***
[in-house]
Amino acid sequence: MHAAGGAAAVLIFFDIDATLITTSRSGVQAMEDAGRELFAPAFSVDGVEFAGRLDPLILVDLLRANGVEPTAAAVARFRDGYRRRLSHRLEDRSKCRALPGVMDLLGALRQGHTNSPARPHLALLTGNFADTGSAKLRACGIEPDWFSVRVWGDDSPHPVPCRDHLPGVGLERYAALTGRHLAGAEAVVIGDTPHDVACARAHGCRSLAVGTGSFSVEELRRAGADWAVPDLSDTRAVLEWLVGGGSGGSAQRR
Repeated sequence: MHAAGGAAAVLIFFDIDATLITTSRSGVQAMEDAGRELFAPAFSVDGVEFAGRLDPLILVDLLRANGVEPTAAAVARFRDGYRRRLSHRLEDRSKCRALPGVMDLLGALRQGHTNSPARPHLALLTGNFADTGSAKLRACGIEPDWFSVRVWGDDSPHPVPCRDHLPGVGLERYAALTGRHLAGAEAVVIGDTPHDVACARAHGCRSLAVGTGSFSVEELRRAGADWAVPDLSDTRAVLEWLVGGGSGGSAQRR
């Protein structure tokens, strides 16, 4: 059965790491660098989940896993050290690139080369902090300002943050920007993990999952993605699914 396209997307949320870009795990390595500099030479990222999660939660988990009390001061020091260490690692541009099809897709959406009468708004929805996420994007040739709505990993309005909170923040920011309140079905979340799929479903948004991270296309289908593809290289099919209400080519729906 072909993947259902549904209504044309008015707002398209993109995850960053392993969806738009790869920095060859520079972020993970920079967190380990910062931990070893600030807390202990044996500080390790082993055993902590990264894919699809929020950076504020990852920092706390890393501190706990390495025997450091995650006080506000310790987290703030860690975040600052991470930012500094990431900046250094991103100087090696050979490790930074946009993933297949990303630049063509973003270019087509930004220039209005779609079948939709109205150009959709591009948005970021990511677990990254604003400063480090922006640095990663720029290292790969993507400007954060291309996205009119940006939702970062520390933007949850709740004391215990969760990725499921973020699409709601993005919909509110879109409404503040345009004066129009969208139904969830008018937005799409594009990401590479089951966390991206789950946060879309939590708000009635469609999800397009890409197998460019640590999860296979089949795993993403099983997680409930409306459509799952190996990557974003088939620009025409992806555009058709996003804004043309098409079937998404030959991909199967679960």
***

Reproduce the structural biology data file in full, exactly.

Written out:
[in-house]
Amino acid sequence: MHAAGGAAAVLIFFDIDATLITTSRSGVQAMEDAGRELFAPAFSVDGVEFAGRLDPLILVDLLRANGVEPTAAAVARFRDGYRRRLSHRLEDRSKCRALPGVMDLLGALRQGHTNSPARPHLALLTGNFADTGSAKLRACGIEPDWFSVRVWGDDSPHPVPCRDHLPGVGLERYAALTGRHLAGAEAVVIGDTPHDVACARAHGCRSLAVGTGSFSVEELRRAGADWAVPDLSDTRAVLEWLVGGGSGGSAQRR
Repeated sequence: MHAAGGAAAVLIFFDIDATLITTSRSGVQAMEDAGRELFAPAFSVDGVEFAGRLDPLILVDLLRANGVEPTAAAVARFRDGYRRRLSHRLEDRSKCRALPGVMDLLGALRQGHTNSPARPHLALLTGNFADTGSAKLRACGIEPDWFSVRVWGDDSPHPVPCRDHLPGVGLERYAALTGRHLAGAEAVVIGDTPHDVACARAHGCRSLAVGTGSFSVEELRRAGADWAVPDLSDTRAVLEWLVGGGSGGSAQRR
């Protein structure tokens, strides 16, 4: 059965790491660098989940896993050290690139080369902090300002943050920007993990999952993605699914 396209997307949320870009795990390595500099030479990222999660939660988990009390001061020091260490690692541009099809897709959406009468708004929805996420994007040739709505990993309005909170923040920011309140079905979340799929479903948004991270296309289908593809290289099919209400080519729906 072909993947259902549904209504044309008015707002398209993109995850960053392993969806738009790869920095060859520079972020993970920079967190380990910062931990070893600030807390202990044996500080390790082993055993902590990264894919699809929020950076504020990852920092706390890393501190706990390495025997450091995650006080506000310790987290703030860690975040600052991470930012500094990431900046250094991103100087090696050979490790930074946009993933297949990303630049063509973003270019087509930004220039209005779609079948939709109205150009959709591009948005970021990511677990990254604003400063480090922006640095990663720029290292790969993507400007954060291309996205009119940006939702970062520390933007949850709740004391215990969760990725499921973020699409709601993005919909509110879109409404503040345009004066129009969208139904969830008018937005799409594009990401590479089951966390991206789950946060879309939590708000009635469609999800397009890409197998460019640590999860296979089949795993993403099983997680409930409306459509799952190996990557974003088939620009025409992806555009058709996003804004043309098409079937998404030959991909199967679960």